National models constrain the range of choices for institutional change. Institutional change that most directly affects the existing national model is likely to create revolutionary changes. Fung and Wright (2003) pointed out that the institutional forms of liberal democracy developed in the nineteenth century-representative democracy plus local good governance-seem increasingly ill suited to the novel problems we face in the twenty-first century. In the euphoria of reform after the fall of the New Order, Indonesia embarked on a radical attempt to devolve centralized power to the regions. Growing attention is being paid to the experiment of democratic decentralization, which, in essence, suggests devolving authority to lower levels of government and providing space for citizen participation in the decision-making process of key issues.
In the case of Indonesia, changes from centralization to decentralization would most likely be accompanied by a new way of thinking about how the policy in localities can best serve the development of localities themselves. With local autonomy, municipalities/regencies now have a more prominent role in how they finance, regulate, and interact with the front-line. Salient differences in governance and service delivery may not only be evident across regions, but also within regions in term of how regencies and municipalities level institutions interact with local facilities and villages/neighborhoods. Decentralization may also allow for more efficient process of discovery of best policies. By increasing the number of decision-making units, different policy options can be tried simultaneously in a natural experiment setting. In the competition atmosphere created by decentralization process, local governments compare their performance and learn from each other in order to choose the best policy without neglecting its uniqueness.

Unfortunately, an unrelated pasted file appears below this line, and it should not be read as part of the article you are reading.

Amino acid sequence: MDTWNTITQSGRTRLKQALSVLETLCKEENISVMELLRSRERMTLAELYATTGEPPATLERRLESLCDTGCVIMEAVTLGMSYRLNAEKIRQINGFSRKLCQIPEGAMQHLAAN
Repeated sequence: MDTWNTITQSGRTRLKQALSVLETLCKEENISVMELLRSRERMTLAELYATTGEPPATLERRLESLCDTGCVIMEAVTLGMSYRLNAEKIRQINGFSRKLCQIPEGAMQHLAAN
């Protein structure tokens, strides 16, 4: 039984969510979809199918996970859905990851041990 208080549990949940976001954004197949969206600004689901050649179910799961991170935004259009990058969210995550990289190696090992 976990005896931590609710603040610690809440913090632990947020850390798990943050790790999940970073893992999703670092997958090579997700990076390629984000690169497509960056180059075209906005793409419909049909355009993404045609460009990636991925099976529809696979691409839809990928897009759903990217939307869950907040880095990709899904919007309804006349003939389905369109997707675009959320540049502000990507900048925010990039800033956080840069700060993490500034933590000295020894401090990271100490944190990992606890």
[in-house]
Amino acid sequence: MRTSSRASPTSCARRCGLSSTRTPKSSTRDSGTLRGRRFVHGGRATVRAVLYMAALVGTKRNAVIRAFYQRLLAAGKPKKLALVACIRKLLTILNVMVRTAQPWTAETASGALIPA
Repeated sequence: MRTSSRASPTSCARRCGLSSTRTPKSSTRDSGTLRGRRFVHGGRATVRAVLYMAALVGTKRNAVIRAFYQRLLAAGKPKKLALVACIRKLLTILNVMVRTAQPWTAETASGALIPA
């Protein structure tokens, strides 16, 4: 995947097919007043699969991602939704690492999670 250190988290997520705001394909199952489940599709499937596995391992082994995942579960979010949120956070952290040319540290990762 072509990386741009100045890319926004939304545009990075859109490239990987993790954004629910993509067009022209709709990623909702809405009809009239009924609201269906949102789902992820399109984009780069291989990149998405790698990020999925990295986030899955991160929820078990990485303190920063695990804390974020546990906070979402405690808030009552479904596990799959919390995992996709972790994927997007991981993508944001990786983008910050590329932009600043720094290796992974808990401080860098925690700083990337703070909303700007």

Indonesia has been implementing extreme decentralization for more than five years. There are many fundamental changes occurring during the implementation: intergovernmental relations, the decision-making process in the regions, economy-based community empowerment, and relations between citizens and the nation-state. More importantly, local initiatives regarding law institutions and the best policies are created to serve local development. In addition, strategies for tailoring approaches to local conditions vary according to the area of policy intervention. They may involve developing simpler rules with less discretion, relying more heavily on transparency, competition, and reinforcing local institutional safeguards. These strategies need to be complemented by efforts to strengthen local government capabilities.
Conservatives within the central government and experts on democratic theory insists that Indonesian people (let alone people in the regions) are “not yet ready for democracy.” Contrary to the statement, quite a few innovations in local governance have appeared during the process of Indonesia’s democratic decentralization. Thus, the onset of decentralization in Indonesia gives chances for local governments in Indonesia to improve local good governance and make chance to its consolidation.